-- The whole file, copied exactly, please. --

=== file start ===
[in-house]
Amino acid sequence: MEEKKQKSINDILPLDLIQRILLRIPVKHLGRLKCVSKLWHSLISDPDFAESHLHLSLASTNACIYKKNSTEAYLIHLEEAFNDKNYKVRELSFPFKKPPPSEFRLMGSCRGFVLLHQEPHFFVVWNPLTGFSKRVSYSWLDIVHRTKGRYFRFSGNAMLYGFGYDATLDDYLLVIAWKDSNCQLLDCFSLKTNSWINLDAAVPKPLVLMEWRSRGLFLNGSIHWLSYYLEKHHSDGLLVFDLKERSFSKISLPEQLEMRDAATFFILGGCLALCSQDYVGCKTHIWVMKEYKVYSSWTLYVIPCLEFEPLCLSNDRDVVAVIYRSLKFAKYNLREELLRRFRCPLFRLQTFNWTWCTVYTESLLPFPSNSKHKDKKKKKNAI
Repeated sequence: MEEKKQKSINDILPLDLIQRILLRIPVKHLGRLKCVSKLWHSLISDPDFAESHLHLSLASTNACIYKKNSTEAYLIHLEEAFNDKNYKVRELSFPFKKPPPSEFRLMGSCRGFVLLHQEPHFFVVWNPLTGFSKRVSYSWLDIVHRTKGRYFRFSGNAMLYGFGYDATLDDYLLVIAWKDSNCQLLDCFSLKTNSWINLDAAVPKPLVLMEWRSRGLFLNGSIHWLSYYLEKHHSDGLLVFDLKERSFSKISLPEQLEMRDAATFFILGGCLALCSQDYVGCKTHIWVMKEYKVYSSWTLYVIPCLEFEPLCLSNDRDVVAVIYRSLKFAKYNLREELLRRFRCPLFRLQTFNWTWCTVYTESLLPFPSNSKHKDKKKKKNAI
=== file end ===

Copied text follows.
[in-house]
Amino acid sequence: MEEKKQKSINDILPLDLIQRILLRIPVKHLGRLKCVSKLWHSLISDPDFAESHLHLSLASTNACIYKKNSTEAYLIHLEEAFNDKNYKVRELSFPFKKPPPSEFRLMGSCRGFVLLHQEPHFFVVWNPLTGFSKRVSYSWLDIVHRTKGRYFRFSGNAMLYGFGYDATLDDYLLVIAWKDSNCQLLDCFSLKTNSWINLDAAVPKPLVLMEWRSRGLFLNGSIHWLSYYLEKHHSDGLLVFDLKERSFSKISLPEQLEMRDAATFFILGGCLALCSQDYVGCKTHIWVMKEYKVYSSWTLYVIPCLEFEPLCLSNDRDVVAVIYRSLKFAKYNLREELLRRFRCPLFRLQTFNWTWCTVYTESLLPFPSNSKHKDKKKKKNAI
Repeated sequence: MEEKKQKSINDILPLDLIQRILLRIPVKHLGRLKCVSKLWHSLISDPDFAESHLHLSLASTNACIYKKNSTEAYLIHLEEAFNDKNYKVRELSFPFKKPPPSEFRLMGSCRGFVLLHQEPHFFVVWNPLTGFSKRVSYSWLDIVHRTKGRYFRFSGNAMLYGFGYDATLDDYLLVIAWKDSNCQLLDCFSLKTNSWINLDAAVPKPLVLMEWRSRGLFLNGSIHWLSYYLEKHHSDGLLVFDLKERSFSKISLPEQLEMRDAATFFILGGCLALCSQDYVGCKTHIWVMKEYKVYSSWTLYVIPCLEFEPLCLSNDRDVVAVIYRSLKFAKYNLREELLRRFRCPLFRLQTFNWTWCTVYTESLLPFPSNSKHKDKKKKKNAI